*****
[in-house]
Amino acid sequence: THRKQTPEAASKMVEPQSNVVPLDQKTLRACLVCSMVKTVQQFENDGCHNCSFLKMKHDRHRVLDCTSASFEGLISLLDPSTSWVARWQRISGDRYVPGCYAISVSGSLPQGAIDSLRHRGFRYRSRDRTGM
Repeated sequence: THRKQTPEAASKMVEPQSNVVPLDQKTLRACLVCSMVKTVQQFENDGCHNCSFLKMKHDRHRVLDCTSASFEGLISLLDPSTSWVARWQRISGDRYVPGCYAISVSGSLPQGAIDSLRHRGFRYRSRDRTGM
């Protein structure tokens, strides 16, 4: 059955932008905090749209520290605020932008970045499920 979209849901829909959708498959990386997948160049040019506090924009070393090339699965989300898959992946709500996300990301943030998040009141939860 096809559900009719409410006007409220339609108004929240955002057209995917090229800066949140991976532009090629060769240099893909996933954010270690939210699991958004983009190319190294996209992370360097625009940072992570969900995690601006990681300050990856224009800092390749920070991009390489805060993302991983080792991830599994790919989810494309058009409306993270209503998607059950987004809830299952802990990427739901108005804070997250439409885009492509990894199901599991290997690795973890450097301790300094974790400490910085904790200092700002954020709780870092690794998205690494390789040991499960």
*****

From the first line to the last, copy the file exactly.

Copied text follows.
[in-house]
Amino acid sequence: THRKQTPEAASKMVEPQSNVVPLDQKTLRACLVCSMVKTVQQFENDGCHNCSFLKMKHDRHRVLDCTSASFEGLISLLDPSTSWVARWQRISGDRYVPGCYAISVSGSLPQGAIDSLRHRGFRYRSRDRTGM
Repeated sequence: THRKQTPEAASKMVEPQSNVVPLDQKTLRACLVCSMVKTVQQFENDGCHNCSFLKMKHDRHRVLDCTSASFEGLISLLDPSTSWVARWQRISGDRYVPGCYAISVSGSLPQGAIDSLRHRGFRYRSRDRTGM
């Protein structure tokens, strides 16, 4: 059955932008905090749209520290605020932008970045499920 979209849901829909959708498959990386997948160049040019506090924009070393090339699965989300898959992946709500996300990301943030998040009141939860 096809559900009719409410006007409220339609108004929240955002057209995917090229800066949140991976532009090629060769240099893909996933954010270690939210699991958004983009190319190294996209992370360097625009940072992570969900995690601006990681300050990856224009800092390749920070991009390489805060993302991983080792991830599994790919989810494309058009409306993270209503998607059950987004809830299952802990990427739901108005804070997250439409885009492509990894199901599991290997690795973890450097301790300094974790400490910085904790200092700002954020709780870092690794998205690494390789040991499960």